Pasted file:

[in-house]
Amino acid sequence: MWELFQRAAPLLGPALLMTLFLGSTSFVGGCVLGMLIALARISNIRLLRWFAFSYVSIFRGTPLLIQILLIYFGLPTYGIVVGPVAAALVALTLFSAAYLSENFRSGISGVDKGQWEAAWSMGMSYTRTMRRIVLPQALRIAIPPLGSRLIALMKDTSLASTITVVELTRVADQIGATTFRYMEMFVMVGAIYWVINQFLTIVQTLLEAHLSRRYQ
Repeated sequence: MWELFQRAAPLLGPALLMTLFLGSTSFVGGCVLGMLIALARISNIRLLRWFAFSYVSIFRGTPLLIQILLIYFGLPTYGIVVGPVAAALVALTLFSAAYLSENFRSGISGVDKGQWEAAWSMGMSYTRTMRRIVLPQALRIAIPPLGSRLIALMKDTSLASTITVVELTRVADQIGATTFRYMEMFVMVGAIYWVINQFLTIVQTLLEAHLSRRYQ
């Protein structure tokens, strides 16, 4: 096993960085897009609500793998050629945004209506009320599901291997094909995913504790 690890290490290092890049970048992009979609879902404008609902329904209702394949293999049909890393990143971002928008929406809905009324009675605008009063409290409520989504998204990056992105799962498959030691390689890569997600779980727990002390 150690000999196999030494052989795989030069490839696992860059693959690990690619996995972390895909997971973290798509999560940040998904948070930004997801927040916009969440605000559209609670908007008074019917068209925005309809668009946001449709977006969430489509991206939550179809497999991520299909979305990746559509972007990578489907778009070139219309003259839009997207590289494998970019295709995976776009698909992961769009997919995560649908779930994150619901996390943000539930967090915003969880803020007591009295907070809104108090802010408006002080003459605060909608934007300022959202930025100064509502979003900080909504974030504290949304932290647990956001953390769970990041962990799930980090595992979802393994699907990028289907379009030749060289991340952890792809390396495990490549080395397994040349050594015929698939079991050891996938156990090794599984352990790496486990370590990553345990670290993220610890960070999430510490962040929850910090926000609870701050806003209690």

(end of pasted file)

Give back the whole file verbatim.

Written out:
[in-house]
Amino acid sequence: MWELFQRAAPLLGPALLMTLFLGSTSFVGGCVLGMLIALARISNIRLLRWFAFSYVSIFRGTPLLIQILLIYFGLPTYGIVVGPVAAALVALTLFSAAYLSENFRSGISGVDKGQWEAAWSMGMSYTRTMRRIVLPQALRIAIPPLGSRLIALMKDTSLASTITVVELTRVADQIGATTFRYMEMFVMVGAIYWVINQFLTIVQTLLEAHLSRRYQ
Repeated sequence: MWELFQRAAPLLGPALLMTLFLGSTSFVGGCVLGMLIALARISNIRLLRWFAFSYVSIFRGTPLLIQILLIYFGLPTYGIVVGPVAAALVALTLFSAAYLSENFRSGISGVDKGQWEAAWSMGMSYTRTMRRIVLPQALRIAIPPLGSRLIALMKDTSLASTITVVELTRVADQIGATTFRYMEMFVMVGAIYWVINQFLTIVQTLLEAHLSRRYQ
């Protein structure tokens, strides 16, 4: 096993960085897009609500793998050629945004209506009320599901291997094909995913504790 690890290490290092890049970048992009979609879902404008609902329904209702394949293999049909890393990143971002928008929406809905009324009675605008009063409290409520989504998204990056992105799962498959030691390689890569997600779980727990002390 150690000999196999030494052989795989030069490839696992860059693959690990690619996995972390895909997971973290798509999560940040998904948070930004997801927040916009969440605000559209609670908007008074019917068209925005309809668009946001449709977006969430489509991206939550179809497999991520299909979305990746559509972007990578489907778009070139219309003259839009997207590289494998970019295709995976776009698909992961769009997919995560649908779930994150619901996390943000539930967090915003969880803020007591009295907070809104108090802010408006002080003459605060909608934007300022959202930025100064509502979003900080909504974030504290949304932290647990956001953390769970990041962990799930980090595992979802393994699907990028289907379009030749060289991340952890792809390396495990490549080395397994040349050594015929698939079991050891996938156990090794599984352990790496486990370590990553345990670290993220610890960070999430510490962040929850910090926000609870701050806003209690």